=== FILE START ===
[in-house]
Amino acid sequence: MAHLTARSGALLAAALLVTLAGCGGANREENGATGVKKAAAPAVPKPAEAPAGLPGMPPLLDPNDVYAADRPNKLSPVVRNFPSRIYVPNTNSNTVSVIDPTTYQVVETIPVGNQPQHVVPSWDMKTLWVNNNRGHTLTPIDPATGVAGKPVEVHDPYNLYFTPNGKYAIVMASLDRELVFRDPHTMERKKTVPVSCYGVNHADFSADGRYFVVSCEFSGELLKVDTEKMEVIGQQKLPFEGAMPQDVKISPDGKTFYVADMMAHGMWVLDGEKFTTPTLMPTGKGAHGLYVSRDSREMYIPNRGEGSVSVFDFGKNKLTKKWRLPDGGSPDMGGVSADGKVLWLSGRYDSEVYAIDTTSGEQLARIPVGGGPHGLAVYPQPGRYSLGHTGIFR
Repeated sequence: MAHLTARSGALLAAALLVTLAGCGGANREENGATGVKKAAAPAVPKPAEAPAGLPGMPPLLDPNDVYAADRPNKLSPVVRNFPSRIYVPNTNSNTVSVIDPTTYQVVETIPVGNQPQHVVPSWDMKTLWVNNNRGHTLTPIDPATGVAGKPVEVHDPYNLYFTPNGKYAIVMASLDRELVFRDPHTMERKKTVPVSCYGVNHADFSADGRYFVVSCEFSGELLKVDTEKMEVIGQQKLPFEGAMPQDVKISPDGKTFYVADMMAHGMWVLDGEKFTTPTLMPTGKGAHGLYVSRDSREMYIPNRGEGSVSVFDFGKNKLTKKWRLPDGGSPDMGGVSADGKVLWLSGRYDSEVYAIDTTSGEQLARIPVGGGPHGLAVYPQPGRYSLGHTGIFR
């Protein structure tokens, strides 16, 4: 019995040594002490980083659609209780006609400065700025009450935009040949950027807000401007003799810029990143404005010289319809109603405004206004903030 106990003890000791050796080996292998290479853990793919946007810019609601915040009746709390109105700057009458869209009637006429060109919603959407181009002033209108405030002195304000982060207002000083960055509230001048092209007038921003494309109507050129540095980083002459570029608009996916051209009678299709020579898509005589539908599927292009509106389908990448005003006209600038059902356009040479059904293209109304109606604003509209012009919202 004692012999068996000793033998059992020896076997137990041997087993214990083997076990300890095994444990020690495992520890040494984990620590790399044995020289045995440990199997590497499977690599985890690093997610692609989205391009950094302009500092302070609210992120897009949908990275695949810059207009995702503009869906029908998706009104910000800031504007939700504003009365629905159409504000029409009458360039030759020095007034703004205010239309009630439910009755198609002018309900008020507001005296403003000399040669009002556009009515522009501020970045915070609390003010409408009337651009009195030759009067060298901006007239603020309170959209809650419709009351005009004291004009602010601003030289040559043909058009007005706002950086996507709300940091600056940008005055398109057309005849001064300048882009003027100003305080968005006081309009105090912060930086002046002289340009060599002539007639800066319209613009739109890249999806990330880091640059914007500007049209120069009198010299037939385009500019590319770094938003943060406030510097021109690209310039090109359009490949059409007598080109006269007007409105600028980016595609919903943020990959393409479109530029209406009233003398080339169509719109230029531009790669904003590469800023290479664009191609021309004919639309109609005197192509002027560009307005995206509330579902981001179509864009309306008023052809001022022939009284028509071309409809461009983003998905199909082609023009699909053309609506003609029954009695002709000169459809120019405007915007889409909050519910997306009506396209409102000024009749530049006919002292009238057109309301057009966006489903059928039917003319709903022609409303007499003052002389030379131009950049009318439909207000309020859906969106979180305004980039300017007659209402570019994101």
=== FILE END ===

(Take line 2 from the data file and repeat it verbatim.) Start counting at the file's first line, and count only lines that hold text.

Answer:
Amino acid sequence: MAHLTARSGALLAAALLVTLAGCGGANREENGATGVKKAAAPAVPKPAEAPAGLPGMPPLLDPNDVYAADRPNKLSPVVRNFPSRIYVPNTNSNTVSVIDPTTYQVVETIPVGNQPQHVVPSWDMKTLWVNNNRGHTLTPIDPATGVAGKPVEVHDPYNLYFTPNGKYAIVMASLDRELVFRDPHTMERKKTVPVSCYGVNHADFSADGRYFVVSCEFSGELLKVDTEKMEVIGQQKLPFEGAMPQDVKISPDGKTFYVADMMAHGMWVLDGEKFTTPTLMPTGKGAHGLYVSRDSREMYIPNRGEGSVSVFDFGKNKLTKKWRLPDGGSPDMGGVSADGKVLWLSGRYDSEVYAIDTTSGEQLARIPVGGGPHGLAVYPQPGRYSLGHTGIFR